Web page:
May 13 - September 23, 2018

Where

Foyer

Curator

Assistance

Conception und realization
Evita Wiecki (LMU)
Jutta Fleckenstein (Jüdisches Museum München)
Pater Cyrill Schäfer (Erzabtei Sankt Ottilien)
Participation:
Marie Wallis
Research:
Carolin Piorun
Julia Schneidawind
Mirjam Spandri
Lara Theobalt
Jakob Liebig

Architecture

Lendler Ausstellungsarchitektur, Berlin

Program

Installation at the Jewish Museum Munich featuring work by the Israeli artist Benyamin Reich, Berlin

In connection with International Museum Day 2018 and its theme »Hyperconnected Museums: New Approaches, New Publics,« the Jewish Museum Munich presents an installation that will send visitors on an exploratory tour of the Benedictine monastery as seen from a new, namely Jewish, perspective.
Location: Jewish Museum Munich
Opening on International Museum Day with guided tours:
May 13, 2018
More information at www.museumstag.de
Dates: May 13, 2018 – September 23, 2018

Exhibition and Tour at St. Ottilien

New outdoor signs which can be...

Program

Installation at the Jewish Museum Munich featuring work by the Israeli artist Benyamin Reich, Berlin

In connection with International Museum Day 2018 and its theme »Hyperconnected Museums: New Approaches, New Publics,« the Jewish Museum Munich presents an installation that will send visitors on an exploratory tour of the Benedictine monastery as seen from a new, namely Jewish, perspective.
Location: Jewish Museum Munich
Opening on International Museum Day with guided tours:
May 13, 2018
More information at www.museumstag.de
Dates: May 13, 2018 – September 23, 2018

Exhibition and Tour at St. Ottilien

New outdoor signs which can be found throughout the monastery grounds indicate how the church property was used as a Jewish Displaced Persons hospital and camp. The exhibition in the gallery of the monastery shop expands upon certain aspects of St. Ottilien’s history in the period from 1945 to 1948.

Location: Gallery of the monastery shop, St. Ottilien
Opening: June 10, 2018, at 2 p.m.
Dates: June 10 – September 23, 2018

The arrangement of dates for guided tours of the monastery grounds and the gallery exhibition is possible:
Meeting point: information board at the parking lot/restaurant.
Duration: 90 minutes.
Registration mandatory: fuehrungen.jmmmuenchende or
by phone +49 89 288 516 423

Symposium

An international symposium will take place at St. Ottilien on June 10–12, 2018, that will turn scholarly attention to major aspects of DP history at the St. Ottilien monastery. In addition to the history of the hospital itself (starting in 1941), other topics on the symposium’s agenda will include the biographies of notable individuals, the communal life shared by the various groups, the daily life in the DP camp, the religious and cultural life of Jews at St. Ottilien, and the paths of migration and personal histories of children.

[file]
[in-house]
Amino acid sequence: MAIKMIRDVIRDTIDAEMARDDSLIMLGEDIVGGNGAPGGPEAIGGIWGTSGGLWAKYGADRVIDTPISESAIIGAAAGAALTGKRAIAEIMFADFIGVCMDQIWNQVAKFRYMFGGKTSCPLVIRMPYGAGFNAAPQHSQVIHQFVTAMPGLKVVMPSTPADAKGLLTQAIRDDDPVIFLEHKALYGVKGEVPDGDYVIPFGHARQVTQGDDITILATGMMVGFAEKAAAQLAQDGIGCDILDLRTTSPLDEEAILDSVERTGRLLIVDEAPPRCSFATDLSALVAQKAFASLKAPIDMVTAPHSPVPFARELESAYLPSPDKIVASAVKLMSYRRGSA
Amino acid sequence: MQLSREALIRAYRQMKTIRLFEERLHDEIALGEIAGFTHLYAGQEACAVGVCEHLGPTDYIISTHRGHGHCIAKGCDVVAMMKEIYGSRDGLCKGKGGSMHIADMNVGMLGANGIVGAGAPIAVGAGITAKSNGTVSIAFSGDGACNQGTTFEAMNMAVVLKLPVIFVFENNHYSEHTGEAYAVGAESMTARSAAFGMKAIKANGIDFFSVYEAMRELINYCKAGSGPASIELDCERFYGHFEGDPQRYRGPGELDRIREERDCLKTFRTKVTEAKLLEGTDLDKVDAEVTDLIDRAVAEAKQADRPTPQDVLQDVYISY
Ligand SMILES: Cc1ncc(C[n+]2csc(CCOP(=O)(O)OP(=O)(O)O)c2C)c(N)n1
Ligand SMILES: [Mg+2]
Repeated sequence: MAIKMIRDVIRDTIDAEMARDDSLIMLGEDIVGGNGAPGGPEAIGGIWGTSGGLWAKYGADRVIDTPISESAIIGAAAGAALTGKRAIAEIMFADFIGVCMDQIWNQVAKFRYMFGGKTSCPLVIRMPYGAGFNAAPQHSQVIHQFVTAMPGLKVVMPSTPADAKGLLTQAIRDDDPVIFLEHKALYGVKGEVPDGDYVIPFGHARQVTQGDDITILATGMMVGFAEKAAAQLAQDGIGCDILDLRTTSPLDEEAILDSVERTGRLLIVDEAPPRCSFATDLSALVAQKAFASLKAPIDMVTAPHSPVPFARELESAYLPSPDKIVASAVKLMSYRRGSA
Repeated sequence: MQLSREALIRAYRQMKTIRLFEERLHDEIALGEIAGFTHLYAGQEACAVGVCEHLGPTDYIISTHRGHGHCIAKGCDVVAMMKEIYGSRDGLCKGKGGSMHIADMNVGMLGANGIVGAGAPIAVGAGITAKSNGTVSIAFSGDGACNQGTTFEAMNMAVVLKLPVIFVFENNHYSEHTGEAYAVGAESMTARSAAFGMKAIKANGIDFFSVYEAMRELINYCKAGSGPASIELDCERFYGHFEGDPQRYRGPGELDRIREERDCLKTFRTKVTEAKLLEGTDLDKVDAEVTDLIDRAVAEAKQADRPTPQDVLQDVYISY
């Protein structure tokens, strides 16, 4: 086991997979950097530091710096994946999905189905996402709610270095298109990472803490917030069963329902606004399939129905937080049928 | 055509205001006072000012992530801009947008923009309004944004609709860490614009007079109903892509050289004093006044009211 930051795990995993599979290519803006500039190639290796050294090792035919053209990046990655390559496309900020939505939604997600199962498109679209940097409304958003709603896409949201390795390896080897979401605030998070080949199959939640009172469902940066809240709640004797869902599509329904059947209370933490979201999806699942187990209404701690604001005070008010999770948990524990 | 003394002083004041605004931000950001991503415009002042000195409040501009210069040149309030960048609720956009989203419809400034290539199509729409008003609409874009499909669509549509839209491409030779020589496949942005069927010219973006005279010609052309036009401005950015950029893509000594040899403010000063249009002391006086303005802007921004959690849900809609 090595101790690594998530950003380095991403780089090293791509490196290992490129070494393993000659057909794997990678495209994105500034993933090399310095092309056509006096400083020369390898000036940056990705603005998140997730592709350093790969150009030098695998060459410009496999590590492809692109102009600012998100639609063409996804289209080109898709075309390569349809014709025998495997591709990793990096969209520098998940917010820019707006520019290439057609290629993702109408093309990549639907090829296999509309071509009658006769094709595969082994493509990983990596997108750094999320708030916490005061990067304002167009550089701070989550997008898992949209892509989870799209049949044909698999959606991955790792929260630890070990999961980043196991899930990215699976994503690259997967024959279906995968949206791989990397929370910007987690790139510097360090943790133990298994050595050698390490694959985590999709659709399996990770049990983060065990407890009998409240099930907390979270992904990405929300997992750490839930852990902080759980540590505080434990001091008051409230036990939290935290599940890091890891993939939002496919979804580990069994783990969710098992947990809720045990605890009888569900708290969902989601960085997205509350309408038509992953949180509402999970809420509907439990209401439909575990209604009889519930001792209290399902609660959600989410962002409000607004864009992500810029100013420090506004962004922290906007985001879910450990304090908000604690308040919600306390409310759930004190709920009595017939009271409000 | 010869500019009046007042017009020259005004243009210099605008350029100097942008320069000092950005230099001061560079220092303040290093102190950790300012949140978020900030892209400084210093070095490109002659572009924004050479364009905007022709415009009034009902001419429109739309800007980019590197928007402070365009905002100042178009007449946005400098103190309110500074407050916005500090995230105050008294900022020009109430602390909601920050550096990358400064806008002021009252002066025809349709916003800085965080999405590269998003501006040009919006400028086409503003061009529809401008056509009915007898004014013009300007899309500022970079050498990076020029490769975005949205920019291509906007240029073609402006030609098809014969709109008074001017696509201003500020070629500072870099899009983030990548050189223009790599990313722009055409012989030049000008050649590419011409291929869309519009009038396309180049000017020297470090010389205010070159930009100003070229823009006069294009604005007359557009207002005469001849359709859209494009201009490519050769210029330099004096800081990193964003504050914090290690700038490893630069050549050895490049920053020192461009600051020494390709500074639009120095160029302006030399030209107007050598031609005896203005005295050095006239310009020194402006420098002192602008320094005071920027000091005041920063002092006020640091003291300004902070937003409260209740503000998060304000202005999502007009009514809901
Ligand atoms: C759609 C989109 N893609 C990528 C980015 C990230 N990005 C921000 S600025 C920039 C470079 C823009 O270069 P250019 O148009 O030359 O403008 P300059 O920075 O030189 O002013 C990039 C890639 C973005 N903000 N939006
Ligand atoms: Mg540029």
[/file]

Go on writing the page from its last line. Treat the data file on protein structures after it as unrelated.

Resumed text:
Program: www.sankt-ottilien.org
Information, contact: evita.wieckilrz.uni-muenchende

Concert

The series of events will conclude with a concert held at the historic location to commemorate the liberation concert performed by survivors in May 1945 at St. Ottilien. This concert will feature a guest performance by the solo violinist Anne-Sophie Mutter.

Location: St. Ottilien Archabbey of the Missionary Benedictines
Date: September 23, 2018, 3 p.m. (start of Sukkot)
Tickets and information at: www.ammerseerenade.de and infoammerseerenadede.

Impressum

A project by the Institute of Jewish History and Culture, History Department, Ludwig Maximilian University (LMU), St. Ottilien Archabbey, and the Jewish Museum Munich

Under the patronage of Charlotte Knobloch, President of the Jewish Community of Munich and Upper Bavaria Concept and Project Management: Evita Wiecki (LMU), Jutta Fleckenstein (Jewish Museum Munich), Father Cyrill Schäfer (St. Ottilien Archabbey)

Assistance: Marie Wallis

Research: Carolin Piorun, Julia Schneidawind, Mirjam Spandri, Lara Theobalt and Jakob Liebig

Translation: Dona Geyer

Exhibition Design: Lendler Ausstellungsarchitektur, Berlin

Exhibition Setup: Sabine Menges

Graphic Design: Rimini Berlin

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Ein Museum der Landeshauptstadt München